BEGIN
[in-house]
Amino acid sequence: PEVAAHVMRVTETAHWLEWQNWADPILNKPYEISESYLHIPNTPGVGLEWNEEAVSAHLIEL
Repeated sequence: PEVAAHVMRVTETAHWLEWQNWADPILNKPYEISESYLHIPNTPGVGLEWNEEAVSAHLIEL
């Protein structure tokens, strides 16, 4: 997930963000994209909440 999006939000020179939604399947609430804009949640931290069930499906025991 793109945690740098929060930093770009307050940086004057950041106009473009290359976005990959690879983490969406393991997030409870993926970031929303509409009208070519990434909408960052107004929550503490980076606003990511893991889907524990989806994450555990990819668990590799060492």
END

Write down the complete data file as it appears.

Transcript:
[in-house]
Amino acid sequence: PEVAAHVMRVTETAHWLEWQNWADPILNKPYEISESYLHIPNTPGVGLEWNEEAVSAHLIEL
Repeated sequence: PEVAAHVMRVTETAHWLEWQNWADPILNKPYEISESYLHIPNTPGVGLEWNEEAVSAHLIEL
């Protein structure tokens, strides 16, 4: 997930963000994209909440 999006939000020179939604399947609430804009949640931290069930499906025991 793109945690740098929060930093770009307050940086004057950041106009473009290359976005990959690879983490969406393991997030409870993926970031929303509409009208070519990434909408960052107004929550503490980076606003990511893991889907524990989806994450555990990819668990590799060492």